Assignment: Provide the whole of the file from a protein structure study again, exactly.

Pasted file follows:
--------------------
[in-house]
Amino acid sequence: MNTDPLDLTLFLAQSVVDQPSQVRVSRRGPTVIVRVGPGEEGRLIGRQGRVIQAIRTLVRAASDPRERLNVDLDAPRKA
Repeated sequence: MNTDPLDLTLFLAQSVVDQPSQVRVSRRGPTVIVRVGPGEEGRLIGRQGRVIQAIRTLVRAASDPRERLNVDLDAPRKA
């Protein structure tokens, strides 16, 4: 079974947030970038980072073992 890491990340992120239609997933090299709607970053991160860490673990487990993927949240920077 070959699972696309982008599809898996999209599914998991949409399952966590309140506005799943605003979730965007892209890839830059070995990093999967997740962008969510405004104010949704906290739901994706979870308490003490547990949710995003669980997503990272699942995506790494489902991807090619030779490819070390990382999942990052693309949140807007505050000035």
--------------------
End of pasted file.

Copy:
[in-house]
Amino acid sequence: MNTDPLDLTLFLAQSVVDQPSQVRVSRRGPTVIVRVGPGEEGRLIGRQGRVIQAIRTLVRAASDPRERLNVDLDAPRKA
Repeated sequence: MNTDPLDLTLFLAQSVVDQPSQVRVSRRGPTVIVRVGPGEEGRLIGRQGRVIQAIRTLVRAASDPRERLNVDLDAPRKA
């Protein structure tokens, strides 16, 4: 079974947030970038980072073992 890491990340992120239609997933090299709607970053991160860490673990487990993927949240920077 070959699972696309982008599809898996999209599914998991949409399952966590309140506005799943605003979730965007892209890839830059070995990093999967997740962008969510405004104010949704906290739901994706979870308490003490547990949710995003669980997503990272699942995506790494489902991807090619030779490819070390990382999942990052693309949140807007505050000035």